Pros: Midrange, midrange, ... oh, and did I say ... midrange? Sounds great even on a basic setup, but really transforms on a good one.
Cons: Mediocre bass, highs can bite, not that easy to get in decent shape
So, you were researching this headphone...and wondered: "Should I go for it?"
Do you like acoustic, vocal or classical music?
Well, if you do, firstly, I would say you should probably pull the trigger before someone else does. And then you may continue reading this - in a more relaxed matter :)
You should pay attention the condition though, some of the pairs I've seen here had a rough life, and might not be a faithful representative of what these are capable of.
Killing a Stax is not easy, but it is possible unfortunately. Mine was't in a nice shape either. But a standard head- and earpad replacement really gave it a new lease of life. Being an early pair, you just wouldn't believe that it is now probably more than 30 years old, let alone hear how it can just simply crush almost any modern headphones with the types of music I mentioned.
I mean, seriously. Calling this a great value headphone is somewhat of an understatement.
For my taste it is one of the best I've heard. Why? Making an instrument sound like an instrument on playback can't be that difficult, right?
But the truth is, the midrange is really hard to get right. And I am happy to report that this headphone pulls this one off.
Guitars, vocals, etc. are just magical on this thing, but not because they are immerged in some virtual mass of sound trickery, it is simply because they are presented in a natural way.
The detail is there, but not in your face. The speed is very good, but does not go to extremes, very nice transients thanks to the damping. The soundstage is airy, but does not get too diffused, so you can always keep an eye - I mean two ears - on what's going on.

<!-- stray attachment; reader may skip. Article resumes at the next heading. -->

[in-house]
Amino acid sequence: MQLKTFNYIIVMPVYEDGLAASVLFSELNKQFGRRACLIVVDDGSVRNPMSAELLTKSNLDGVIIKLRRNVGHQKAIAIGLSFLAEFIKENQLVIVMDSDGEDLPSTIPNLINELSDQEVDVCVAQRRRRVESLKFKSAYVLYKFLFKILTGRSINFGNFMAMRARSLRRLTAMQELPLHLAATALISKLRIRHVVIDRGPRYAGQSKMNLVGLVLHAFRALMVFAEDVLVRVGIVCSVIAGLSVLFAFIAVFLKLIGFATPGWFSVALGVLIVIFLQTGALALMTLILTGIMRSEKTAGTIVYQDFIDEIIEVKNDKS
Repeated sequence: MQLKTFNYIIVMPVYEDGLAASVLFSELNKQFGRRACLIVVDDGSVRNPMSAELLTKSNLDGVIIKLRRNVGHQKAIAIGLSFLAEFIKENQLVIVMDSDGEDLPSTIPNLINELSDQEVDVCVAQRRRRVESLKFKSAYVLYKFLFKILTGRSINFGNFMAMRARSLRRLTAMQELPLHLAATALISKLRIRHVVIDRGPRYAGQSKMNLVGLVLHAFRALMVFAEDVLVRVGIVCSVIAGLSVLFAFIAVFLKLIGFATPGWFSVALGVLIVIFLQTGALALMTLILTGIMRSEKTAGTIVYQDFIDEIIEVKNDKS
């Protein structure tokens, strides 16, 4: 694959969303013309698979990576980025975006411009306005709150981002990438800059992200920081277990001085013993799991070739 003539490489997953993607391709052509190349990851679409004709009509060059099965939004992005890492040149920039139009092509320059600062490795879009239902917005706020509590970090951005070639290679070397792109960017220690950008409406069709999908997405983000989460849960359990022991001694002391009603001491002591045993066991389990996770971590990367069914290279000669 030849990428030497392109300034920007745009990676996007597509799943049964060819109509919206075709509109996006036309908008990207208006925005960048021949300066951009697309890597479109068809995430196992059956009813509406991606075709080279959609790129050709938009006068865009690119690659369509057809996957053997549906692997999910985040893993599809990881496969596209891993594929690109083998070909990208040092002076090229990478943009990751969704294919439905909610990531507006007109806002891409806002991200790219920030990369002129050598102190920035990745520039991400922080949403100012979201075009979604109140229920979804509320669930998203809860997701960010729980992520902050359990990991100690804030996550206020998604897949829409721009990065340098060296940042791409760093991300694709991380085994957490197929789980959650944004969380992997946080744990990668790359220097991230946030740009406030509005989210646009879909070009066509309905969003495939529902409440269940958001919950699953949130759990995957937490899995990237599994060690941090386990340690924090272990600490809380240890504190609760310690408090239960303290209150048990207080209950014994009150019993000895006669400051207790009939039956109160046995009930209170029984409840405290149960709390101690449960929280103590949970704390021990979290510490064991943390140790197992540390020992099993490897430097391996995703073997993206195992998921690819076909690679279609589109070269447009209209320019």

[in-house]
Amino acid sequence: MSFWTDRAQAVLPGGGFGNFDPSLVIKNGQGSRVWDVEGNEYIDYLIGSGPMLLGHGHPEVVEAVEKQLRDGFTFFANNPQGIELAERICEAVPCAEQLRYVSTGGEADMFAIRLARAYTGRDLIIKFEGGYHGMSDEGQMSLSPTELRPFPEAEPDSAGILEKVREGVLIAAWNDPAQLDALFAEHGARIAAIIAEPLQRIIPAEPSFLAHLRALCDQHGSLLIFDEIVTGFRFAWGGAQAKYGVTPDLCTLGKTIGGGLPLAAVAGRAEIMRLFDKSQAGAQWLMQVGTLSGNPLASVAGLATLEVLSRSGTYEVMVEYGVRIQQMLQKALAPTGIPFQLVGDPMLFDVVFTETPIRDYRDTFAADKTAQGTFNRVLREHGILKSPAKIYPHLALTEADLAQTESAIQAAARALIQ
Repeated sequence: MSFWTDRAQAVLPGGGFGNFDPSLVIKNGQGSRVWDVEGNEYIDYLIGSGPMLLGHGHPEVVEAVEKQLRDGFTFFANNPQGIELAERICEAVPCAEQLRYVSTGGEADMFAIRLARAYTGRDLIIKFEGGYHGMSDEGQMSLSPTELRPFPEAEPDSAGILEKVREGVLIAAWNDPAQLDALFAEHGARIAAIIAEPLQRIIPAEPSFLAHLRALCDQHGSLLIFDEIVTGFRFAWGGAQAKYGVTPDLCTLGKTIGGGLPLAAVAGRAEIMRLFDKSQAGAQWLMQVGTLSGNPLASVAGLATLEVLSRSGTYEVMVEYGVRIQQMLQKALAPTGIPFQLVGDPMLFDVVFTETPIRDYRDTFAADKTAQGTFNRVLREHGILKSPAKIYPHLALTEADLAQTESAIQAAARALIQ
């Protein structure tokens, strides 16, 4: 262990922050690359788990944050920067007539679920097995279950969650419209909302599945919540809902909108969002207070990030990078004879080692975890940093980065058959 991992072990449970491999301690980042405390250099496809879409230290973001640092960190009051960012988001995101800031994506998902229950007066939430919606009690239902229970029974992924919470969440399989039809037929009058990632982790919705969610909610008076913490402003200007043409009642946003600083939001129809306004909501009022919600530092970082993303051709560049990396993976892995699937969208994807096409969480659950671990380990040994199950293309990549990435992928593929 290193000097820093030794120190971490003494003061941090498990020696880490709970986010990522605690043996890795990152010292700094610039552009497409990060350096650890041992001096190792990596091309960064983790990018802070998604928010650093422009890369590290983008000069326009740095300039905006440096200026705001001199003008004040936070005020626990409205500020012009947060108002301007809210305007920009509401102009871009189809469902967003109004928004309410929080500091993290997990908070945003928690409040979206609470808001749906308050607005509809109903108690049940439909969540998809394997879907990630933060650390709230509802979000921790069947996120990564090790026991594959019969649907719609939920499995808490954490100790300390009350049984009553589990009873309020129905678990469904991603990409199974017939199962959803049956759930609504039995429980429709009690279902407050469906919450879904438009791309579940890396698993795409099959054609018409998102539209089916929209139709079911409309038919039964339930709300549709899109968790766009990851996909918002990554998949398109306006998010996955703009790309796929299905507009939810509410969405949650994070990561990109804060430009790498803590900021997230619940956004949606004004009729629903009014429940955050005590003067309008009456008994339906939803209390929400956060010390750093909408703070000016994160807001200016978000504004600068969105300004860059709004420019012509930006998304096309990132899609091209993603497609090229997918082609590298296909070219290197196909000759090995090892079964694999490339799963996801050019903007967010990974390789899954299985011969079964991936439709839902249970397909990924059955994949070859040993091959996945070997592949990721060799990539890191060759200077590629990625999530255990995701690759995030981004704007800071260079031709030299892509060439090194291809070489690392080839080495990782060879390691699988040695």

And here is the best thing: making an SR Lambda sounding bad is no easy task (if you like it's basic character, that is). Even when paired with a cheap (but well-thought-out) system using an adapter, it still sings beautifully.
But give it the source it deserves and drive it with a top tier amp, and everything becomes bigger and clearer, even the bass gains some snap as well.
So what's not to like?
Well, as opposed to other people, I found the treble to be unforgiving. And it is definitely somewhat bright sounding generally, so some people may find it glaring and a bit tiresome after a while.
Also, the damping does lower the bass output and quality somewhat. It does extend lower than you'd expect, but it is not for bass-heads. So don't put a bright DAC before it.
And really, its main positive far outweigh these on its own.
Not much to say on the comfort front. With new pads, I am finding them to be very comfortable. The older style headband allows a bit better angle adjustment than the newer ones.
Maybe I should deduct a little on the design because of it looks and its plastic construction. But, since I am not sure it would sound quite the same with this and that changed, I won't.
All in all, I am not quite sure of the reason why moving to the Pro standard, improving the technicalities also made a backwards step in naturalness - maybe the reason why it was still being produced until finally coming to a halt in 1994.
I don't mean at all that the rest of that Lambdas are bad, far from it - that said, I am not a huge fan of the current ones...
And imho neither of the others really seem to have that...something that this one does. And sometimes...something...means...everything. Or not?
Anyway, it's time to end, thanks for reading :)